Transparency looks to have unexpected benefits for leading Olympic Movement administrators.
Less than a month after it emerged that International Olympic Committee (IOC) members were getting an increase in their expenses coincident with the Movement’s transparency drive, one of the leading International Sports Federations (IFs) has disclosed that its top volunteers have, in turn, received a 33 per cent rise in their per diem payments.
The International Swimming Federation (FINA) has revealed that since January 1, members of its Bureau and other top office holders have received $400 (£268/€370) a day for days of travel on FINA business, up from $300 (£201/€278) heretofore.
FINA said in a press release:
“In answer to the IOC President Thomas Bach and Agenda 2020’s call for transparency, FINA, one of the most important stakeholders of the Olympic programme states that the President, the honorary secretary, the honorary treasurer and the Bureau members do not receive any kind of indemnity.
“They are considered volunteers and do not receive a salary.
“Until December 31 2014 they received $300 per diem for the days of travel for FINA business and from January 1 2015, $400 per diem.
“The travel expenses are covered in business class.”
The disclosure comes some three months before an Extraordinary Congress of the governing body in Kazan that is scheduled to take place just ahead of this year’s World Championships in the same Russian city.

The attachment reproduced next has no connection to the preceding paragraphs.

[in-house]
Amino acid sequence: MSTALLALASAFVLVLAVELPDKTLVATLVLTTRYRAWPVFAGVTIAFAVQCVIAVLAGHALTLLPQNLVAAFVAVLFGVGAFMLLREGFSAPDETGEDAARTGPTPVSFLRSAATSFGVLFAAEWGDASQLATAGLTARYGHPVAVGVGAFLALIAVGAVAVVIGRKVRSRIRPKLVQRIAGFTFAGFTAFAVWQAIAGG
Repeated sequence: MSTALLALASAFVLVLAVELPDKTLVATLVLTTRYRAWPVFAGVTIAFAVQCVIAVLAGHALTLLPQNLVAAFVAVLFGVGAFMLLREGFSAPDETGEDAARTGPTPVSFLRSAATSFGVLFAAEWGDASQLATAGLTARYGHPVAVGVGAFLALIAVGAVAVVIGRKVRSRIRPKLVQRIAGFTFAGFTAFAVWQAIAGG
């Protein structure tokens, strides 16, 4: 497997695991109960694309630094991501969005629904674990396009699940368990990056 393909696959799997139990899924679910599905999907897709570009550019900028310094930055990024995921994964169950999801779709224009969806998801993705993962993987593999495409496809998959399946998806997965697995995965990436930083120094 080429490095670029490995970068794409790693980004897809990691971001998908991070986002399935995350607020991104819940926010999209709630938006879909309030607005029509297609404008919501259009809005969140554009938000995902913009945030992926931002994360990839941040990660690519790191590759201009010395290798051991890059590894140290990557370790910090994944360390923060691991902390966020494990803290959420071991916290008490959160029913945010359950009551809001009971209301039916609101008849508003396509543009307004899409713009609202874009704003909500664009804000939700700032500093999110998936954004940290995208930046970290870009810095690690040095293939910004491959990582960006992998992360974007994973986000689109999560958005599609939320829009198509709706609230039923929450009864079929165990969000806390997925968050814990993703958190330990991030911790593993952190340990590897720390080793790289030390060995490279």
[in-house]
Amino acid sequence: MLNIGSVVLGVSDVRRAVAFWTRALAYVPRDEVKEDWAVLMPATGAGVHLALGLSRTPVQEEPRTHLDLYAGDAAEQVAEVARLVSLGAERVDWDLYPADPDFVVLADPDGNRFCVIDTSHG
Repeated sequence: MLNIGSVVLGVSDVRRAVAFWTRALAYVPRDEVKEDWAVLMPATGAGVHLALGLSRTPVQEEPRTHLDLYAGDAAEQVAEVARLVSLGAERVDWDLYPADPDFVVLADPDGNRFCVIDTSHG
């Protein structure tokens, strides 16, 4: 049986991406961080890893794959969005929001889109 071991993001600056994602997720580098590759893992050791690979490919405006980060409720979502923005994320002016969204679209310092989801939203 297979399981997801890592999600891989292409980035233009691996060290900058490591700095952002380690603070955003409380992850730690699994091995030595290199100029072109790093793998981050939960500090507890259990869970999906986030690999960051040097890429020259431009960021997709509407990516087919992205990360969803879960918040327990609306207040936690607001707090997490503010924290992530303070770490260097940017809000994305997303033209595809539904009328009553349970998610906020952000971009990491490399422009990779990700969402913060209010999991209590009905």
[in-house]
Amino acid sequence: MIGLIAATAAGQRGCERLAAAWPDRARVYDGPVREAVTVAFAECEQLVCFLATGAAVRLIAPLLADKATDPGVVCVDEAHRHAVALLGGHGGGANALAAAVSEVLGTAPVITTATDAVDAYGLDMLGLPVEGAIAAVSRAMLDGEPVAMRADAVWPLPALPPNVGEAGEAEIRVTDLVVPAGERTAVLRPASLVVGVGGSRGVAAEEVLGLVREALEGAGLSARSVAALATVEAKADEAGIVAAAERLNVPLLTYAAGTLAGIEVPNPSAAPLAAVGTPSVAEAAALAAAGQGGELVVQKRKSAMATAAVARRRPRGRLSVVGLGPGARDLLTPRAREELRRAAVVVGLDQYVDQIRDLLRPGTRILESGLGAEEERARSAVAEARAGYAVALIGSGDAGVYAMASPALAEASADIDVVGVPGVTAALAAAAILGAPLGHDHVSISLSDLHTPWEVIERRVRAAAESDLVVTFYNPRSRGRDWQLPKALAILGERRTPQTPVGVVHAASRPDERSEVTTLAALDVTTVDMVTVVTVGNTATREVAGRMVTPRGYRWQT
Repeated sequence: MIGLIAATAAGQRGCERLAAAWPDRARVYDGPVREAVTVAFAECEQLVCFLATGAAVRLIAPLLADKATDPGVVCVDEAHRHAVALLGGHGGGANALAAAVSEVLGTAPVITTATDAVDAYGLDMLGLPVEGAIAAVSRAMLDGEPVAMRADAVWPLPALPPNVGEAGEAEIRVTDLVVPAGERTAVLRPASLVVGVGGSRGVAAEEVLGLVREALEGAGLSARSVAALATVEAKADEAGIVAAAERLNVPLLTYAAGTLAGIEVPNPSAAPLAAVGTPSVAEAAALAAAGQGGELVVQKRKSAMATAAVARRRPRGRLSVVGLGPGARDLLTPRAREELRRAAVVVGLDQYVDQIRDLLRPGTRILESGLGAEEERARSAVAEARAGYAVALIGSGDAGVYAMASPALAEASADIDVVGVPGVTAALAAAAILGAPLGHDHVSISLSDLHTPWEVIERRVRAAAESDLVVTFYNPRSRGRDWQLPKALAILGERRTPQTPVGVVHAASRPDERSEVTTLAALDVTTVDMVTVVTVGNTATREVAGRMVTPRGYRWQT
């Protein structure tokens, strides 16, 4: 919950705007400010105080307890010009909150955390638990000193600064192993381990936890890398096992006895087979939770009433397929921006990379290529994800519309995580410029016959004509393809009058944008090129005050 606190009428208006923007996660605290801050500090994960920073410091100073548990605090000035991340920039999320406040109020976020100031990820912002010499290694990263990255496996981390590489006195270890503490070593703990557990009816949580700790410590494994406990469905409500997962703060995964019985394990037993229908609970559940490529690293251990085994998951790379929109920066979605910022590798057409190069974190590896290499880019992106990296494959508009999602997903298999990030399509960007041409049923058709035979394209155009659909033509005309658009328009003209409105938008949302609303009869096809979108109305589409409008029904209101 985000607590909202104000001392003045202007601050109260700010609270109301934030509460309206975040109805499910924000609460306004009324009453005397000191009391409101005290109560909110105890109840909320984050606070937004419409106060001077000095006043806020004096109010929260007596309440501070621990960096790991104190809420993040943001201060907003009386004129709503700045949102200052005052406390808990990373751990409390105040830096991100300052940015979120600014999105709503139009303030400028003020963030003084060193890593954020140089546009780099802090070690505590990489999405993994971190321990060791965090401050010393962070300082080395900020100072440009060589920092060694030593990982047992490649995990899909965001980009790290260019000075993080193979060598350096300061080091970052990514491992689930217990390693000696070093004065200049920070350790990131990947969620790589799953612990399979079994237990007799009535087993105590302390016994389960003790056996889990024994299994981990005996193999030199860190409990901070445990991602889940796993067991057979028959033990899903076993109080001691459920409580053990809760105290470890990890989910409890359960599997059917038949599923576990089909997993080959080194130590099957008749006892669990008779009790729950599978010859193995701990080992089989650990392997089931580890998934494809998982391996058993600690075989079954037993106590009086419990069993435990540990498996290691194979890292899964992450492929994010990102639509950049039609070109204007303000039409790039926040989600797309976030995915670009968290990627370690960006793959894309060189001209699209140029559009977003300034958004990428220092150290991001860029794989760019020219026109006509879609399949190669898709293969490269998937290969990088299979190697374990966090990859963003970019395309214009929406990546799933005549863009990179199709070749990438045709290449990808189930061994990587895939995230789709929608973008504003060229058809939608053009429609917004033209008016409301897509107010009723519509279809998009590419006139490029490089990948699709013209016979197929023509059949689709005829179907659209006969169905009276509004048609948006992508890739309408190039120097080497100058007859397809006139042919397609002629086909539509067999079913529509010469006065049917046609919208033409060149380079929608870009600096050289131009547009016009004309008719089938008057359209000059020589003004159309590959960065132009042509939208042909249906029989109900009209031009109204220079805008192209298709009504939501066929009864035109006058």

Proposed constitutional amendments submitted by the FINA Bureau include deletion of a rule setting the maximum age of elected FINA members, including Julio César Maglione, its 79-year-old Uruguayan President.
Under the new IOC indemnity policy, it was proposed that IOC members and honorary members get $7,000 (£4,700/€6,500) for annual administrative support and a $450 (£301/€416) a day indemnity for attending meetings, including travelling time.
This compared with figures of $6,000 (£4,015/€5,553) and $400 (£268/€370) a day set out in an Agenda 2020 background document published last November.
IOC Executive Board members attending meetings would meanwhile get $900 (£602/€833) a day, against a one-off payment of $2,000 (£1,338/€1,851) previously.
FINA also stated that its office employed 32 individuals, “including 11 part-time positions”.
April 2015: David Owen: IOC members look to be in line for an increase in expenses - along with more transparency
April 2015: Bach receives €225,000 a year for being IOC President
March 2015: FINA paves way to abolish age limits and create role of first vice-president
January 2015: Thomas Bach: We must "be the change we want to see"
September 2013: Exclusive: Annual cost of an IOC President jumps above $700,000